The latest ban was set to go fully into effect in the early hours of Wednesday, barring various types of travelers from Syria, Libya, Iran, Yemen, Chad, Somalia, North Korea and Venezuela. Watson’s order stops it, at least temporarily, with respect to all the countries except North Korea and Venezuela.

In a 40-page decision granting the state of Hawaii’s request for a temporary restraining order nationwide, Watson wrote that the latest ban “suffers from precisely the same maladies as its predecessor.”

Watson also wrote that the executive order “plainly discriminates based on nationality” in a way that is opposed to federal law and “the founding principles of this Nation.”

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This week in the GOP’s war on the civil rights of women and LGBTQ

The House on Tuesday approved a bill banning most abortions after 20 weeks of pregnancy, advancing a key GOP priority for the third time in the past four years — this time, with a supportive Republican president in the White House. The purpose of the bill is to create a direct legal challenge to Roe v. Wade, which provides for access to abortion in the first 24 weeks.  With Trump’s backing, House approves ban on abortion after 20 weeks of pregnancy:

The bill, known as the Pain-Capable Unborn Child Protection Act, is not expected to emerge from the Senate, where most Democrats and a handful of moderate Republicans can block its consideration. But antiabortion activists are calling President Trump’s endorsement of the bill a significant advance for their movement.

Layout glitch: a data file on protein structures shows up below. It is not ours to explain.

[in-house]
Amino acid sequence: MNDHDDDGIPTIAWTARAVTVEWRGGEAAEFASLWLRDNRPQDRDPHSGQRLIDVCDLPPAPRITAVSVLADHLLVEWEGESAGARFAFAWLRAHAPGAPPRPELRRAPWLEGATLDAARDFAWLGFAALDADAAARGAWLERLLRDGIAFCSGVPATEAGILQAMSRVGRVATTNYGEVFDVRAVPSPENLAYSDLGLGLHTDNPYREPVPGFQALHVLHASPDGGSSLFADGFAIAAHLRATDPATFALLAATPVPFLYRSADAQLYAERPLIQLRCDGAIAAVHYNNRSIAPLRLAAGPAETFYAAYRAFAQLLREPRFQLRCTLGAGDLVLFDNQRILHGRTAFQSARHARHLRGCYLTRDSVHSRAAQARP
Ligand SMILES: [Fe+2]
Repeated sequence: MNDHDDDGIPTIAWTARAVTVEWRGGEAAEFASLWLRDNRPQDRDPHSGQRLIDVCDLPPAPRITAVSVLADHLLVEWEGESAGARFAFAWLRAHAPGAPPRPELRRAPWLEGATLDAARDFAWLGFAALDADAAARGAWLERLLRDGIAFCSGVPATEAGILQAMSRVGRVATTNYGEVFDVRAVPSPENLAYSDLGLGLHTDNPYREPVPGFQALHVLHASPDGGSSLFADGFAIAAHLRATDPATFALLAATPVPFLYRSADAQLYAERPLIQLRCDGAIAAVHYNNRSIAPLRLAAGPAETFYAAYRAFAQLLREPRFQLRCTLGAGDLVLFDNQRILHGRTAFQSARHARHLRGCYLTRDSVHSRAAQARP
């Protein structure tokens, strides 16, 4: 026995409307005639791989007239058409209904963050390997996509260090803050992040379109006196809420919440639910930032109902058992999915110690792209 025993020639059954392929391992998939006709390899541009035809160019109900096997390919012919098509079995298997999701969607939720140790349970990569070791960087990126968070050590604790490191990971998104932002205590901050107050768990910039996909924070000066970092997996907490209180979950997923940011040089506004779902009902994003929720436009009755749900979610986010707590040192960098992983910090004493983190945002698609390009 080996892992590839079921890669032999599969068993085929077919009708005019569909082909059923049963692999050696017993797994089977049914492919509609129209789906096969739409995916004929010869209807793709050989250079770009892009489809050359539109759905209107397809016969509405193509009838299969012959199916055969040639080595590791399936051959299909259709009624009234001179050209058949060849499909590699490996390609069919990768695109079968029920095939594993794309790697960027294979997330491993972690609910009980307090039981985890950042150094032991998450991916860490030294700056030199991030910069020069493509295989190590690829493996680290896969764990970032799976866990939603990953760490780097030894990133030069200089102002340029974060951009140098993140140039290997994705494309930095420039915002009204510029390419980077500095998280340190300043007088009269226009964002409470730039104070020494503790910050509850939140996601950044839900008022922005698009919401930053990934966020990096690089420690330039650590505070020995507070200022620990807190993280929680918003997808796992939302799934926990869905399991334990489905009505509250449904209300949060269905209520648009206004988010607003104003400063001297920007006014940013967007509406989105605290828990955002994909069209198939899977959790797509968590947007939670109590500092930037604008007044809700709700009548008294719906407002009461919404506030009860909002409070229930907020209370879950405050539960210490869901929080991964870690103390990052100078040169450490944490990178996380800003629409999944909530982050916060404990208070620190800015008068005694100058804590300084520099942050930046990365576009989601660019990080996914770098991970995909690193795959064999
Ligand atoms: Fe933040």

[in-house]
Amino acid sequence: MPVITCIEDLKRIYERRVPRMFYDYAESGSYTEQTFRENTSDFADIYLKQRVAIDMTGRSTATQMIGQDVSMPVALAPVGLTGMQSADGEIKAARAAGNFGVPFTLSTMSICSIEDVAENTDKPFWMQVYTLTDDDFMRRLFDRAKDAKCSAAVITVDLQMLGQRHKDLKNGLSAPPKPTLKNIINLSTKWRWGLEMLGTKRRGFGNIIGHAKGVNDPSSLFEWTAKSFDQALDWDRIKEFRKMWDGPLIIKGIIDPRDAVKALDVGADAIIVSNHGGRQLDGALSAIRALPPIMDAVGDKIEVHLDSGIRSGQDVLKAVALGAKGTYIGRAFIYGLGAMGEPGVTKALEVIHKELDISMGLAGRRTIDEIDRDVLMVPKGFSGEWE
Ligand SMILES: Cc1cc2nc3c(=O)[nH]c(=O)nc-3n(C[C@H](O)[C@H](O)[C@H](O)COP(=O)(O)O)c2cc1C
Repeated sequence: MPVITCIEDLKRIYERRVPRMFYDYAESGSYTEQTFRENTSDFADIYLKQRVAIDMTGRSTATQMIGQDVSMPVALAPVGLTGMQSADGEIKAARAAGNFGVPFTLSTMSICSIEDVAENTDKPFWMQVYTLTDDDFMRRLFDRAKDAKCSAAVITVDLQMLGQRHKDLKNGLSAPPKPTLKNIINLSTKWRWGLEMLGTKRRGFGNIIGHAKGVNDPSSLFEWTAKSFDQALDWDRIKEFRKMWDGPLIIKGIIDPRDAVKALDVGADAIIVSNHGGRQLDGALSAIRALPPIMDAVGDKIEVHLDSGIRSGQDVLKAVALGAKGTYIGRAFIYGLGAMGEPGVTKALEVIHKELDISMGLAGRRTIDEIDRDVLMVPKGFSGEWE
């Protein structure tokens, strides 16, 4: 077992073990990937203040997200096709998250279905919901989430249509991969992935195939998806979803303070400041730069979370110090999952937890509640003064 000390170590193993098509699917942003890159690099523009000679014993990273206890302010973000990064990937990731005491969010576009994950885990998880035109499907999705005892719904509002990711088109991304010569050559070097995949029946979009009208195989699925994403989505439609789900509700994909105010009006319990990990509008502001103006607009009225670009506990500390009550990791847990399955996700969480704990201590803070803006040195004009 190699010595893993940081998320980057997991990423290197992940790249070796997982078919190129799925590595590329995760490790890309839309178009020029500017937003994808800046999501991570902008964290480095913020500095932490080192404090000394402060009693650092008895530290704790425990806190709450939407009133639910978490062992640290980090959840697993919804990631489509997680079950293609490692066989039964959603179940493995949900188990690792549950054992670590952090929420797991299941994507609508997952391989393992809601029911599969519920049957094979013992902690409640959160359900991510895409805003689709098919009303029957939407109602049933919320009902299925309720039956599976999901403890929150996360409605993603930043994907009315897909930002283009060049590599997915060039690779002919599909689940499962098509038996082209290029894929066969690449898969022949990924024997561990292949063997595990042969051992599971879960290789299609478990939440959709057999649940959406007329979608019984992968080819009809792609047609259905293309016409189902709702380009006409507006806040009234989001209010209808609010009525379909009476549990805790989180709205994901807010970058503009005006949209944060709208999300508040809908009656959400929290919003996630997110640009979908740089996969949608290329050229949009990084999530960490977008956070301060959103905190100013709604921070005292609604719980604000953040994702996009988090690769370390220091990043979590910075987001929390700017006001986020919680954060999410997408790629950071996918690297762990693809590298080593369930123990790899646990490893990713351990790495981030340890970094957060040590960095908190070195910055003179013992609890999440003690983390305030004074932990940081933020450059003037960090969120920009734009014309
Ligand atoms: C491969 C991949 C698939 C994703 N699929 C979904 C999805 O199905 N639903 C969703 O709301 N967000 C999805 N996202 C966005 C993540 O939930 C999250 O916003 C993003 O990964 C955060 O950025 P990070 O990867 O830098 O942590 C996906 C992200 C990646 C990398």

The White House said in a statement released Monday that the administration “strongly supports” the legislation “and applauds the House of Representatives for continuing its efforts to secure critical pro-life protections.”

The bill provides for abortions after 20 weeks gestation only when they are necessary to save the life of the mother or in cases of rape or incest. Under the bill, abortions performed during that period could be carried out “only in the manner which, in reasonable medical judgment, provides the best opportunity for the unborn child to survive” — note, not the life of the mother — and would require a second physician trained in neonatal resuscitation to be present.

How Arizona’s congressional delegation voted:

Stricter Abortion Ban: The House on Oct. 3 voted, 237-189, to outlaw abortions after 20 weeks of fertilization on the belief that the fetus can feel pain by then. This repudiates Roe v. Wade’s ruling that abortion is legal up to viability that occurs at about 24 weeks or later. A yes vote was to pass HR 36

Voting yes: Martha McSally, R-2, Paul Gosar, R-4, Andy Biggs, R-5, David Schweikert, R-6, Trent Franks, R-8

Voting no: Tom O’Halleran, D-1, Raul Grijalva, D-3, Ruben Gallego, D-7, Kyrsten Sinema, D-9

Women’s Health Exemption: The House on Oct. 3 defeated, 181-246, a bid by Democrats to add an overall woman’s health exemption to HR 36 to go with exemptions already in the bill in cases of incest or rape or to save the mother’s life. A yes vote was to permit abortions after 20 weeks if necessary to protect the mother’s health.

Voting Yes: O’Halleran, Grijalva, Gallego, Sinema

Voting No: McSally, Gosar, Biggs, Schweikert, Franks